Can we do it together? Will a shared plan work? Come along and decide for yourself!

Book your seat at: http://t10.eventbrite.com/

Brought to you by the founding members of T10, the Sustainable Living Foundation, Beyond Zero Emissions, Friends of the Earth and the Climate Emergency Network.

Political activists are happier!

Which way of life is the more desirable—to join with other citizens and share in the state’s activity, or to live in it like an alien, absolved from the ties of political society?

Aristotle, Politics (350 BC)

Research by psychologists Klar and Kasser recently published in the Political Psychology journal has found evidence that activists are happier than non-activists and that doing something politically engaged improved vitality levels compared with doing a similar, non-political task.

Klar and Kasser surveyed university students in two separate studies, and found that those that identified themselves as activists or were located via an activist network were happier and more fulfilled than non-activists. This of course doesn’t identify whether happy and fulfilled people become activists or if activism makes you happy and fulfilled.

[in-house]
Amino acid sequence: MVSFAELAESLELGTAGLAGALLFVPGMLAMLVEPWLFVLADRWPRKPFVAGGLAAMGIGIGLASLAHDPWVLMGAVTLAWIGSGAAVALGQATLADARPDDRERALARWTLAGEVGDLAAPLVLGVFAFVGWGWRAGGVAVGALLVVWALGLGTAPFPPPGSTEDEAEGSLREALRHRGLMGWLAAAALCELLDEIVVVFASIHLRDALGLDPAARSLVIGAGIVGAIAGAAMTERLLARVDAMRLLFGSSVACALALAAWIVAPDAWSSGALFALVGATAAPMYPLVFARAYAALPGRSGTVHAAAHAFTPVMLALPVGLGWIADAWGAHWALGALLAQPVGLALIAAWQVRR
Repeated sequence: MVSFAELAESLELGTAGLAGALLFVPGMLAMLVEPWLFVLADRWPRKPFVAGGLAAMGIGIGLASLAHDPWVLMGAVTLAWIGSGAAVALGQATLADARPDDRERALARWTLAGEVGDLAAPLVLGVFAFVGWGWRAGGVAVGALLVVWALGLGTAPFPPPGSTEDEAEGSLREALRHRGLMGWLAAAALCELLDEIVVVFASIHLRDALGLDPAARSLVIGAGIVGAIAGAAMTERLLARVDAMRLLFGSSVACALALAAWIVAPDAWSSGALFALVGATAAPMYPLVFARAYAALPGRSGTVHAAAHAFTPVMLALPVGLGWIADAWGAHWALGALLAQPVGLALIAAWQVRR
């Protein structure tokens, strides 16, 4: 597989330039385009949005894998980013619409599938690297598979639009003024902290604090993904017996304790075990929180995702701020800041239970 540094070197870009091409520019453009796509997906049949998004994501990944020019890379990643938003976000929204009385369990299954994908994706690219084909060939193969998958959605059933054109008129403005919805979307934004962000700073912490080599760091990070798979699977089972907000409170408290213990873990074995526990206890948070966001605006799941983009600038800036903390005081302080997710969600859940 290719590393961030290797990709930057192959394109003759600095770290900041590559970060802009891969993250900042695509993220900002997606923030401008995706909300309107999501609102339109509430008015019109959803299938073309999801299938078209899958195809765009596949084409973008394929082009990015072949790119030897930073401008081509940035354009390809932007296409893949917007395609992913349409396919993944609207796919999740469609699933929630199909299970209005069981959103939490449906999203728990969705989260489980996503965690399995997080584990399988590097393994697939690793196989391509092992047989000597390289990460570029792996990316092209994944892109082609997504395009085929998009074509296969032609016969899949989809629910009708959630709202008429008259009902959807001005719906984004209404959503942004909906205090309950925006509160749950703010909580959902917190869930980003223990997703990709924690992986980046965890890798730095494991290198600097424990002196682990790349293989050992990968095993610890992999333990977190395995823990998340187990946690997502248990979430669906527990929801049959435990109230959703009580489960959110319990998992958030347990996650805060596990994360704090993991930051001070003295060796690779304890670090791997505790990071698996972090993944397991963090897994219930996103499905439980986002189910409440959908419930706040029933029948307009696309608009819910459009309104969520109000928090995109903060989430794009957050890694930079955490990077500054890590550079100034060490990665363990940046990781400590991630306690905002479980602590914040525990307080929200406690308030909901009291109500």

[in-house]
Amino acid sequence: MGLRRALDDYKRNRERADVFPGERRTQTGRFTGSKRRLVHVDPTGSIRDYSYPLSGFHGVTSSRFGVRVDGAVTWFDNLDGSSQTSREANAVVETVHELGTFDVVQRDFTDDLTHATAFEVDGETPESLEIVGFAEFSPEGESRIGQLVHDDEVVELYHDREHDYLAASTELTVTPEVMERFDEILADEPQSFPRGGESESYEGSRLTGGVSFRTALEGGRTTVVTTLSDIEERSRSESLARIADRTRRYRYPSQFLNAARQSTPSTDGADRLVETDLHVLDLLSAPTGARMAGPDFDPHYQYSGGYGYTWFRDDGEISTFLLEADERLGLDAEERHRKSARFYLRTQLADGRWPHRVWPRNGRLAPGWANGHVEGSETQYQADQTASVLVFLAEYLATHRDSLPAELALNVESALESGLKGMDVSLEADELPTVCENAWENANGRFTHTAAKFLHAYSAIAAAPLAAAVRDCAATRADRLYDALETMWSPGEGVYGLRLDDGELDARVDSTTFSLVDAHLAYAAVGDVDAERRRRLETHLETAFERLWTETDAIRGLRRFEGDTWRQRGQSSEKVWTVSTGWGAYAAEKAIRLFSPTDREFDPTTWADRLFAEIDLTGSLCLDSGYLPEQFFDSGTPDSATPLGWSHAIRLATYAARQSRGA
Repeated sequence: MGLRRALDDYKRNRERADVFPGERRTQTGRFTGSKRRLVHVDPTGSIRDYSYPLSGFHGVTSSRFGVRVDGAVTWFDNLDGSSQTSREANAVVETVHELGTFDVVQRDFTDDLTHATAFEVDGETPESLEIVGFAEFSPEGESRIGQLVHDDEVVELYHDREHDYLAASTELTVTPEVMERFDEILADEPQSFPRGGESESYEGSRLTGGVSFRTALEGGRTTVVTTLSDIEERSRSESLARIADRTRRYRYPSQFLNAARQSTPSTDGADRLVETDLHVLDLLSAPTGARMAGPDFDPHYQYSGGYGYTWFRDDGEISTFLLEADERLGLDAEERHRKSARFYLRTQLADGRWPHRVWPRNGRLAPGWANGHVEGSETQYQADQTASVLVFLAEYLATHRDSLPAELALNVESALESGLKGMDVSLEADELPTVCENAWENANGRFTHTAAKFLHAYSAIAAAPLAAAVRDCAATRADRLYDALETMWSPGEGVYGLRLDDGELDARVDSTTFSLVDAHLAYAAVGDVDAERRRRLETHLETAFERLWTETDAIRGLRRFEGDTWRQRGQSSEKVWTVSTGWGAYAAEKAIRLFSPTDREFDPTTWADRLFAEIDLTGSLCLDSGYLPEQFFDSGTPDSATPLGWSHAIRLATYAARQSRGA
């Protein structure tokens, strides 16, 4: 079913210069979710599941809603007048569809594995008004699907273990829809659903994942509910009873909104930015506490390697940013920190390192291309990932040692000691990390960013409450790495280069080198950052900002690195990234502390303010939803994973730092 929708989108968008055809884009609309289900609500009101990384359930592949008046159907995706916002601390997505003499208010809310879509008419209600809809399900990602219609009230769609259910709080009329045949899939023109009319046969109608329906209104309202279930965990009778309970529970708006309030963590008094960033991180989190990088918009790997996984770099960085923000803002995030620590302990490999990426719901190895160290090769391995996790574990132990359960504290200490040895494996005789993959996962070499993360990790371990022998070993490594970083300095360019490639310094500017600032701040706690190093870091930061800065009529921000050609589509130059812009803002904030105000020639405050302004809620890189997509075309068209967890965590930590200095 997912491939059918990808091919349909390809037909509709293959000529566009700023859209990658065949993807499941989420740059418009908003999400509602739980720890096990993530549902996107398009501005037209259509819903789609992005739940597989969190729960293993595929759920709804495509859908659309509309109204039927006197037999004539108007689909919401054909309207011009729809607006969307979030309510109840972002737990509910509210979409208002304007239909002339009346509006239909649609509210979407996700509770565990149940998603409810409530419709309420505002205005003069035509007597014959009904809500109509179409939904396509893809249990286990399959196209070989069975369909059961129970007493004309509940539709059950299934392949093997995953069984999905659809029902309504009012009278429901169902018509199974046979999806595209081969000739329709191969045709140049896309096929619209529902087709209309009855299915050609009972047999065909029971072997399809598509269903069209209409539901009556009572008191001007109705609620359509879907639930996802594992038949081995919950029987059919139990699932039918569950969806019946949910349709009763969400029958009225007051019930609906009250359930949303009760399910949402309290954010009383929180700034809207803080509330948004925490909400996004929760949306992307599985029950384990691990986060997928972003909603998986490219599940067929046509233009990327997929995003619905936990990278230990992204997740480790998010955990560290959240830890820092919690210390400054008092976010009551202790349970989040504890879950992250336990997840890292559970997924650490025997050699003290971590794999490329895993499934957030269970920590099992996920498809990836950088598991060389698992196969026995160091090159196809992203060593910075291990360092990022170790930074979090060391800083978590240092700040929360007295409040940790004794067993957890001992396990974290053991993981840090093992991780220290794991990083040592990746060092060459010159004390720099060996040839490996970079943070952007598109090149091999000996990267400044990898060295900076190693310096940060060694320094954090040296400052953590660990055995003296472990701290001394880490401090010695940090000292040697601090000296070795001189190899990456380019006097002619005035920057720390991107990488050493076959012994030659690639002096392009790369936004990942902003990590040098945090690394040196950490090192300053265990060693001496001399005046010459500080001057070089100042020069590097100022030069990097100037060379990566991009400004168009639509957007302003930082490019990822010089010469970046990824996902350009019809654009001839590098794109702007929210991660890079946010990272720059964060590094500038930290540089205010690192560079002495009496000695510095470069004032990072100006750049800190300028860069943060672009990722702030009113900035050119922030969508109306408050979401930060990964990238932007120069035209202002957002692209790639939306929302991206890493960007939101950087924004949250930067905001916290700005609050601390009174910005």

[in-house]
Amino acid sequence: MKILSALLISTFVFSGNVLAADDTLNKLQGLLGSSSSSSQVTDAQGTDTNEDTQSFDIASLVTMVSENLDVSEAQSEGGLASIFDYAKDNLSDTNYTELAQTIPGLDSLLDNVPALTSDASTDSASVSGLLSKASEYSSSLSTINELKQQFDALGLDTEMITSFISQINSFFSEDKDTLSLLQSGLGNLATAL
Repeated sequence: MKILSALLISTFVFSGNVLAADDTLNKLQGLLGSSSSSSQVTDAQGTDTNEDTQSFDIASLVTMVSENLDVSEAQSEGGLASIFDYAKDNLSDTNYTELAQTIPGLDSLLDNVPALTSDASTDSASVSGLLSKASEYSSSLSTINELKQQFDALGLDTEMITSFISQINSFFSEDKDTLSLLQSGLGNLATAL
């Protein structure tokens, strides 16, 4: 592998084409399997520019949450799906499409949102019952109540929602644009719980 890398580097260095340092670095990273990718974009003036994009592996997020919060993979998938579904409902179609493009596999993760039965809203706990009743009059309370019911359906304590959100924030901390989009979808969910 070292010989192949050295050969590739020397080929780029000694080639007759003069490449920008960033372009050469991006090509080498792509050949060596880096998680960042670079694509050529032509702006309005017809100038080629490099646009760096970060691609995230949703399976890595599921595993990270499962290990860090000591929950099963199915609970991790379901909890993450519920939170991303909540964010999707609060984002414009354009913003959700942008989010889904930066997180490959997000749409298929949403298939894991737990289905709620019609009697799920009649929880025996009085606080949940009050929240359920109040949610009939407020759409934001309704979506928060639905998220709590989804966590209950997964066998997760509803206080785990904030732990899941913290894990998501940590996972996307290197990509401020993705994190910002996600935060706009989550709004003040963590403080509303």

Another experiment then split the sample (again university students) into those taking part in a politically engaged activity (writing to the cafeteria director asking for food to be sourced more ethically and locally) and a similar but non-political activity (writing to the cafeteria director asking for tastier and more varied food). It was found that those who wrote the political letter reported feeling more energised and alive afterwards than those that did not.

The full article can be downloaded from here.

And for your entertainment courtesy of 350.org – what the happy people got up to in 2009 – much more to come in 2010…